Over 5000 years ago, when the Egyptian and Mesopotamian civilizations were taking root, a more evolved and elaborate civilization was taking shape in the Indian sub-continent. In one of the most significant migrations that began in the 4th millennium BC, two groups of people moved from the eastern foothills of Baluchistan towards the Indus and Saraswati river valleys.
Out of this, one group settled down in the coastal areas such as Balakot. The other group explored Punjab and the north-western parts of Rajasthan. They populated Harappa and Kuchanwala beyond Kudawala and Kunal and then spread to Sindh, Gujarat and western Uttar Pradesh. These settlements came to be known as the ‘Harappan’ civilization or the ‘Indus Valley’ civilization. Some evidence of this civilization has also been found in Baluchi hills.
Put together, the Harappan civilization covered 1600 km from north to south and a similar distance from east to west. This is more than twice the combined territories of the Egyptian and Mesopotamian civilizations.
The Harappan civilization flourished for two thousand years from 3500 BC to 1500 BC. Based on time period, the Harappan civilization can be studied in three phases: the early phase (3500 BC—2600 BC); the mature phase (2600 BC—2000 BC); and, the late phase (2000 BC—1500 BC).
The Harappan civilization was highly skilled in designing cities and was undoubtedly the forerunner of modern day town planning. The tenements for the ruling class and the common man were segregated and other facilities such as lanes, by lanes, tanks, granaries, platforms for religious rites etc. were meticulously planned and executed in Harappan sites. This civilization had a script of its own which has not been deciphered so far.
Archaeologists have identified around 1400 Harappan sites in India and Pakistan so far. Beginning with Harappa in 1921-22 and Mohenjodaro the following year, about two dozen important sites have been excavated.
Following partition of Indian in 1947, Indian archaeologists excavated Lothal, Kalibangan, Surkotada and Rakhigarhi. The exploration of the dried-up course of the Vedic river Saraswati in India and Pakistan exposed 500 sites whereas the exploration of the Indus valley yielded only 150 sites.
The Harappan culture belonged to the Bronze Age. Excavation of Harappan sites have yielded artifacts and other objects of daily use made of copper and bronze. Ornaments and jewellery made of gold and silver embellished with precious stones and seals made of steatite and other materials have also been recovered from these sites.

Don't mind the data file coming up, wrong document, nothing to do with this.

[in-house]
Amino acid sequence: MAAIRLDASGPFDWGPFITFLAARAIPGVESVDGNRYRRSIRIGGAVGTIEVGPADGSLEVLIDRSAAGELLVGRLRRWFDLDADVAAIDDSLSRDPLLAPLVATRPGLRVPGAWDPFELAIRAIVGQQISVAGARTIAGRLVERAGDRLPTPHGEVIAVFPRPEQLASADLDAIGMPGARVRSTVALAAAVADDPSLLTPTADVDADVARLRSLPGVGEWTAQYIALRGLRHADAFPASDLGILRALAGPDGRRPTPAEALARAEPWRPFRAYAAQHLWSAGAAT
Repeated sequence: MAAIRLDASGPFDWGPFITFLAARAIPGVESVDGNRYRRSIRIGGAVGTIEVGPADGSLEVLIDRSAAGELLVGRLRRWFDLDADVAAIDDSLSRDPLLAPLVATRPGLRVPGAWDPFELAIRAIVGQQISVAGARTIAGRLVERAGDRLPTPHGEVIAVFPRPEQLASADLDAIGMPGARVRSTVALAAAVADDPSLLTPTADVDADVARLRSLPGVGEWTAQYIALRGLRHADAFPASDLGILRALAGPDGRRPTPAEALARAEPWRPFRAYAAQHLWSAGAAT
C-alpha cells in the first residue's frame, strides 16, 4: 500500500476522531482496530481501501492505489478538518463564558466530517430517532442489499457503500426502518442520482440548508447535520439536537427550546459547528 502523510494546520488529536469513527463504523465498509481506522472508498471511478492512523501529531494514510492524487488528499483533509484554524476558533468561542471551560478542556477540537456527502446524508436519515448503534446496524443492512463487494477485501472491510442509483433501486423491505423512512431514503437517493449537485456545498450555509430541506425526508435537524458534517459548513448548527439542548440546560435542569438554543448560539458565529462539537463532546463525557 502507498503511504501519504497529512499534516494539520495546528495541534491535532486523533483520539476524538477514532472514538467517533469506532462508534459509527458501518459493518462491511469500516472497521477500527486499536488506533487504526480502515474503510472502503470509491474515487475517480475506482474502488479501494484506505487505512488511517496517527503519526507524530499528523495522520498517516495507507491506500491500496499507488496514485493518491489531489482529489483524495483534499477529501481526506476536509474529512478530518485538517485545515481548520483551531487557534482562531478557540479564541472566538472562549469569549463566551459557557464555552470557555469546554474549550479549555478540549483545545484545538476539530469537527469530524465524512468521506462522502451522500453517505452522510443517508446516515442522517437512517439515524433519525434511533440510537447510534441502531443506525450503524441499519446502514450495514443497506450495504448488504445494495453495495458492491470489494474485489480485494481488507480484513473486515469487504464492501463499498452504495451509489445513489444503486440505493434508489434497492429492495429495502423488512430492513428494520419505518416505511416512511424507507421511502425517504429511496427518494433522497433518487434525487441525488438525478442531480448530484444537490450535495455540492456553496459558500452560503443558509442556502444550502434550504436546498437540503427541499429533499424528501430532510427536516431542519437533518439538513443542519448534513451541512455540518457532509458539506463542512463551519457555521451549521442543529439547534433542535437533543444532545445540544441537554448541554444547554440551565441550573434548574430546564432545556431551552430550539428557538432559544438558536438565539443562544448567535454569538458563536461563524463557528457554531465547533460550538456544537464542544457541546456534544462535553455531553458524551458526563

Artistic works of the Harappans portray animals such as bulls, elephants, unicorns, tigers, crocodiles as also scenes depicting hunting, worshipping and characters of unknown mythologies.
Apart from intaglio and glyptic art of seals, other important works of art obtained from Harappan sites include the bronze sculpture of the ‘Dancing Girl’ and the image of Buffalo from Mohenjodaro; and, the male torso made of red sandstone and dancer made of black stone from Harappa. Other important objects include the images of the ‘Priest’ and Male Head from Mohenjodaro; a number of sculptures depicting men and animals made of ivory, shell and faience; terracotta figurines of Mother Goddess and bulls; sculpture of mongoose or monitor lizard; a mutilated stone icon of a nude male deity; and a terracotta model of Shiva ling in yoni-pitha.
The Harappans buried their dead in pits and pots or cremated them. Evidences of burial as well as cremation have been found in Harappan sites.
This is one of the most important galleries of the National Museum located on the ground floor. It was set up in collaboration with the Archaeological Survey of India. This gallery underwent modernization to upgrade display techniques and conservation measures recently.
Some 3800 objects from the National Museum collection are exhibited in this gallery representing various phases, aspects and sites of Harappan civilization. Out of these, 1025 objects come from the Archaeological Survey of India collection from excavated sites in India such as Lothal (District Ahmedabad, Gujarat); Dholavira (District Kachchh, Gujarat); Surkotada (District Kachchh, Gujarat); Banawali (District Fatehadbad, Haryana); Rakhigarhi (District Hissar, Haryana); Kalibangan (District Sri Ganganagar, Rajasthan).
The objects on display include pottery, seals, tablets, weights and measures, jewellery, terracotta figurines, toys etc. from various Harappan sites.